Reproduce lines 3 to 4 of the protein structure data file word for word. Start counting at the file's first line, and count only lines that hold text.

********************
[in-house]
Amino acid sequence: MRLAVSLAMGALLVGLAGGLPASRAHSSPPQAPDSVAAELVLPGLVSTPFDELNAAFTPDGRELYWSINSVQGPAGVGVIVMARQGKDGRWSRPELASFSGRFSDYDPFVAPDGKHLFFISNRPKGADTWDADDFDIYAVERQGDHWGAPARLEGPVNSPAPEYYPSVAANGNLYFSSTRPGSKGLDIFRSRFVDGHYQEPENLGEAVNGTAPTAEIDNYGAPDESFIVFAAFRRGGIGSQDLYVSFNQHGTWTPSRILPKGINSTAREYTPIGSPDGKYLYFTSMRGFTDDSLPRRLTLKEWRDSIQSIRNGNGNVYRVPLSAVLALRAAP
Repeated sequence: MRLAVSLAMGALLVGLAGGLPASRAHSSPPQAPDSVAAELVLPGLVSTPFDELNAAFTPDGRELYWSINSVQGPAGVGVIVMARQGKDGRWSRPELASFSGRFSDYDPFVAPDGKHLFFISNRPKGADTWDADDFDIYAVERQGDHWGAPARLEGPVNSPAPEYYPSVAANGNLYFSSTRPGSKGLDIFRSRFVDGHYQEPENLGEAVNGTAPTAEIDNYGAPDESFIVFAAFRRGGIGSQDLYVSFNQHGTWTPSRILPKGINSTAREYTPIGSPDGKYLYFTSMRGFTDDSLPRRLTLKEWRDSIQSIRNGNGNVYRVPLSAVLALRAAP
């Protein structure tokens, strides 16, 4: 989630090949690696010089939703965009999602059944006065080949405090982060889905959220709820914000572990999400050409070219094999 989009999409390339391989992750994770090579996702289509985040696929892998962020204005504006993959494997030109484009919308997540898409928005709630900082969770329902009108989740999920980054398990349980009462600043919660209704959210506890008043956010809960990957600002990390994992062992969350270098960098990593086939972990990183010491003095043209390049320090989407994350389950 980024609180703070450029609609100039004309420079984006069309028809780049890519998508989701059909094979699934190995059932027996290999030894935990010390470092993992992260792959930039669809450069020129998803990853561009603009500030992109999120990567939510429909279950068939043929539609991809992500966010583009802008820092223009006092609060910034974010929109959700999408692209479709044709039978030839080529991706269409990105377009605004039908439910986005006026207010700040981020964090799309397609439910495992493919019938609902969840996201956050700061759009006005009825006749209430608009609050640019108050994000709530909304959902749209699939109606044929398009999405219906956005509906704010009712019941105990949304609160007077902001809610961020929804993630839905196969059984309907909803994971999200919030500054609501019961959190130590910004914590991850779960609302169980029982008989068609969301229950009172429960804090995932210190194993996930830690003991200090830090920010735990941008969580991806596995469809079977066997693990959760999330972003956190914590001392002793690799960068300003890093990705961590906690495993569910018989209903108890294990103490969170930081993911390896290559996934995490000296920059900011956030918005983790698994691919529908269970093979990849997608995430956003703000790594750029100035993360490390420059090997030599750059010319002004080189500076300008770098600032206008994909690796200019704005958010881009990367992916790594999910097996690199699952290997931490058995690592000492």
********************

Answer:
Repeated sequence: MRLAVSLAMGALLVGLAGGLPASRAHSSPPQAPDSVAAELVLPGLVSTPFDELNAAFTPDGRELYWSINSVQGPAGVGVIVMARQGKDGRWSRPELASFSGRFSDYDPFVAPDGKHLFFISNRPKGADTWDADDFDIYAVERQGDHWGAPARLEGPVNSPAPEYYPSVAANGNLYFSSTRPGSKGLDIFRSRFVDGHYQEPENLGEAVNGTAPTAEIDNYGAPDESFIVFAAFRRGGIGSQDLYVSFNQHGTWTPSRILPKGINSTAREYTPIGSPDGKYLYFTSMRGFTDDSLPRRLTLKEWRDSIQSIRNGNGNVYRVPLSAVLALRAAP
């Protein structure tokens, strides 16, 4: 989630090949690696010089939703965009999602059944006065080949405090982060889905959220709820914000572990999400050409070219094999 989009999409390339391989992750994770090579996702289509985040696929892998962020204005504006993959494997030109484009919308997540898409928005709630900082969770329902009108989740999920980054398990349980009462600043919660209704959210506890008043956010809960990957600002990390994992062992969350270098960098990593086939972990990183010491003095043209390049320090989407994350389950 980024609180703070450029609609100039004309420079984006069309028809780049890519998508989701059909094979699934190995059932027996290999030894935990010390470092993992992260792959930039669809450069020129998803990853561009603009500030992109999120990567939510429909279950068939043929539609991809992500966010583009802008820092223009006092609060910034974010929109959700999408692209479709044709039978030839080529991706269409990105377009605004039908439910986005006026207010700040981020964090799309397609439910495992493919019938609902969840996201956050700061759009006005009825006749209430608009609050640019108050994000709530909304959902749209699939109606044929398009999405219906956005509906704010009712019941105990949304609160007077902001809610961020929804993630839905196969059984309907909803994971999200919030500054609501019961959190130590910004914590991850779960609302169980029982008989068609969301229950009172429960804090995932210190194993996930830690003991200090830090920010735990941008969580991806596995469809079977066997693990959760999330972003956190914590001392002793690799960068300003890093990705961590906690495993569910018989209903108890294990103490969170930081993911390896290559996934995490000296920059900011956030918005983790698994691919529908269970093979990849997608995430956003703000790594750029100035993360490390420059090997030599750059010319002004080189500076300008770098600032206008994909690796200019704005958010881009990367992916790594999910097996690199699952290997931490058995690592000492």